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2016 Ashland Gallery

Artists Envision a New Approach to Preventing Gun Violence Artistic expression is a powerful tool. Gazing at a work of art can bring feelings of wonder, passion, warmth, pain, anguish, and perhaps action. Ashland artist Cathy DeForest wants to harness that creative power to create change around a very polarizing issue: preventing gun violence. She believes it’s possible to change the dialogue about gun safety in this country by engaging artists and community members to share their visions of a country without gun violence. “Something needs to be done,” she says. “We want to move from fear to connection.” DeForest’s national grassroots organization is called The Vision Quilt. (www.visionquilt.org). The AIDS quilt is her inspiration for the project. It’s still making an impact more than 30 years later and DeForest imagines the By Jackie Markin Vision Quilt one day having a similar impact. Her goal is for the Vision Quilt to be displayed across the country where it will be shared with millions. The term “quilt” is used in a broad sense of the word. Each 18” x 24” panel is an individual work of art. The panels also can be showcased in other ways. “It’s a portable message,” says DeForest. “We made them small enough that they can be worn, carried or strung together in a large format art piece or quilt.” Artists from four to 94 have participated so far in a wide range of media. Panels can be painted, sewn, or drawn with markers. One contributor knitted her entire panel. Others are creating panels digitally and then printing them on canvas. Founding member Nancy Bardos created a panel memorializing the victims of the Charleston mass shooting using only her iPad. There are a few requirements: the panels must be 18” x 24,” they should be on durable fabric that will travel well, and they should embrace the theme “It is possible.” The group requests that contributors promote non-violence and avoid hate speech. The goal is to “think about positive solutions.” DeForest assembled a core team of volunteers from the Rogue Valley to grow the Vision Quilt project. Among them are accomplished artists who are now focusing their skills on creating a new conversation about gun safety. “The members are teachers, business owners, parents, artists, social workers, journalists, retirees and gun owners. They bring years of experience in working with public schools, universities, nonprofits and social justice causes.” Among the founding members working with DeForest are: Nancy Bardos, Kiersta Gostnell, Mary Lou LoPreste, Barbara Goldfarb- Seles and Jackie Markin (this article’s author). As the Vision Quilt grows, more and more volunteers are joining the effort. Cathy DeForest says Vision Quilt wants to engage a wide range of ages, backgrounds and political views. “We want gun owners to participate. In fact, some of our first panels came from gun owners.” Photos by Jackie Markin and Cathy DeForest “The Vision Quilt expects to expand even more over the next few years...” Above: Panel by Judy Howard. Right: Attendees signing at MLK event in the Old Armory. 44 Ashland Gallery Guide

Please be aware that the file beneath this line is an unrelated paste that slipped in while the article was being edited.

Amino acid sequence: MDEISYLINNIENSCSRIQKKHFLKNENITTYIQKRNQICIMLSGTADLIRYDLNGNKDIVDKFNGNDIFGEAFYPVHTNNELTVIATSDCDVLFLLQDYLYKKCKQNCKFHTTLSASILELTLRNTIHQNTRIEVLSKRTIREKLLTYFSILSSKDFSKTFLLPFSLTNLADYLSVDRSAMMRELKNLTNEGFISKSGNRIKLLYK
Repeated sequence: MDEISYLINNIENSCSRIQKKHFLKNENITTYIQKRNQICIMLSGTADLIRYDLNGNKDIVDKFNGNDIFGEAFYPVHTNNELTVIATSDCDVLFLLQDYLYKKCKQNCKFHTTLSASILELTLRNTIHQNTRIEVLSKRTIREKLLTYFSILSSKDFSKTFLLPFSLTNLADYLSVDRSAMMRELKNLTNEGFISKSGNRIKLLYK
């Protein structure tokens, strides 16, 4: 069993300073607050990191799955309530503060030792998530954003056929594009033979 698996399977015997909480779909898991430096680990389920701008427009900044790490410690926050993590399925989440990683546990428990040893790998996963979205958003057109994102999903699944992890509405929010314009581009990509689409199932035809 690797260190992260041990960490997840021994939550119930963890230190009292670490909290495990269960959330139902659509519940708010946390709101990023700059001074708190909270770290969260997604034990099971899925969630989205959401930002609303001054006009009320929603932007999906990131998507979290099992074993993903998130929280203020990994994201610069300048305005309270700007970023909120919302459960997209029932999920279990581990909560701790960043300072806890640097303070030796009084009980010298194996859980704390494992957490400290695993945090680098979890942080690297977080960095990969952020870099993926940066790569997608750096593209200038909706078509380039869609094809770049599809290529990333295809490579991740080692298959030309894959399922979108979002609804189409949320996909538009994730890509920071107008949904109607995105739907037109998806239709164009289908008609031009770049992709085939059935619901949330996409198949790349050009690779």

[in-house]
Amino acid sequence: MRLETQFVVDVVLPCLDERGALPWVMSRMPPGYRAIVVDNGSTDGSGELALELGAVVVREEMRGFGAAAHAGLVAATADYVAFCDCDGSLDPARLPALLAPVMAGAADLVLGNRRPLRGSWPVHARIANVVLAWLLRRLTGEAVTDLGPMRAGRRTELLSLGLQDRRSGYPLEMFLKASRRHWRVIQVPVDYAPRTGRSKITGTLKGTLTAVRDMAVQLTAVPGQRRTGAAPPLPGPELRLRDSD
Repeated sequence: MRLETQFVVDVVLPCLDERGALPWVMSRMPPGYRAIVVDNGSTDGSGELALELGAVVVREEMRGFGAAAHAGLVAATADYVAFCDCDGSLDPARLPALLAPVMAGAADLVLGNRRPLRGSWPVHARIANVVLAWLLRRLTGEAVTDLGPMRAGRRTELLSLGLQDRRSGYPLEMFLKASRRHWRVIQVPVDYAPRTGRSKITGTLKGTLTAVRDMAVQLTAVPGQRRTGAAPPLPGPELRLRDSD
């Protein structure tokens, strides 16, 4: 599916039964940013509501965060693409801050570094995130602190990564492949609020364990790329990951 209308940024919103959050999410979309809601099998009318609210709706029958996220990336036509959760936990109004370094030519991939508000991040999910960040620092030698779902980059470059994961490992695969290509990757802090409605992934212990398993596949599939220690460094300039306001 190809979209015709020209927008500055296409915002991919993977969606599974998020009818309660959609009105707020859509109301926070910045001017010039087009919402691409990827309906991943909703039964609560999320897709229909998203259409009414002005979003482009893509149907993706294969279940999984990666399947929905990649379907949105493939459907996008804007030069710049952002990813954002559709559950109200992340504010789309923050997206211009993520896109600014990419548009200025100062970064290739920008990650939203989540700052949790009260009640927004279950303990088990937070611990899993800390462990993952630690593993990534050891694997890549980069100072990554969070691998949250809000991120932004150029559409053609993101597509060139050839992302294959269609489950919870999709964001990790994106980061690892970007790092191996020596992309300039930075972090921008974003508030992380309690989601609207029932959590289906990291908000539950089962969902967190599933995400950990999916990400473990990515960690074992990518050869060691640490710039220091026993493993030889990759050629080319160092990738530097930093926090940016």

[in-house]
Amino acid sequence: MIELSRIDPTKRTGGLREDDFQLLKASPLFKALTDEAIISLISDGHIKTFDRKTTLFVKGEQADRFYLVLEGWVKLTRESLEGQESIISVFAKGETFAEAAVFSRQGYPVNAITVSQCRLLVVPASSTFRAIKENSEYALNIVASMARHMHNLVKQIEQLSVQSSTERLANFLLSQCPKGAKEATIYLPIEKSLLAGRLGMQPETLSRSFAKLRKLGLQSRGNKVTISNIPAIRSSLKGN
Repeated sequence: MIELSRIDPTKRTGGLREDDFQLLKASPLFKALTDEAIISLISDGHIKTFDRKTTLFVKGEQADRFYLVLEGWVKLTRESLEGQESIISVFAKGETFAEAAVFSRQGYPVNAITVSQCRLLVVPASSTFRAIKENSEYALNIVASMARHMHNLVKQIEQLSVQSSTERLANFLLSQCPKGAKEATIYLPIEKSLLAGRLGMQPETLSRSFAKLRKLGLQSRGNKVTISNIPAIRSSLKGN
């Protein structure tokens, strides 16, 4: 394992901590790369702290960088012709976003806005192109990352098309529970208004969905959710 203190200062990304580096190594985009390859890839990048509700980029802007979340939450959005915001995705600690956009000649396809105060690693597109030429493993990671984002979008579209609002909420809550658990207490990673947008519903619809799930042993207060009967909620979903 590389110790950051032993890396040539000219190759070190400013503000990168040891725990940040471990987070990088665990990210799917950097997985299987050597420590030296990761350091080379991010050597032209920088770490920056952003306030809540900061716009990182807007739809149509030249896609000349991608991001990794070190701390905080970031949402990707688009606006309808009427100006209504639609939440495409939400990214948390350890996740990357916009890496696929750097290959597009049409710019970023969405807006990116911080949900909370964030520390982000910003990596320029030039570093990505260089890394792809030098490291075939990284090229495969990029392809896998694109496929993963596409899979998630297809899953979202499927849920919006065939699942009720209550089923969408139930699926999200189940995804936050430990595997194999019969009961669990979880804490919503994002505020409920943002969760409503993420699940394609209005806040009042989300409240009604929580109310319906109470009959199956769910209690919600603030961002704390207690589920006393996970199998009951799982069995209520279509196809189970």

2016 Ashland Gallery
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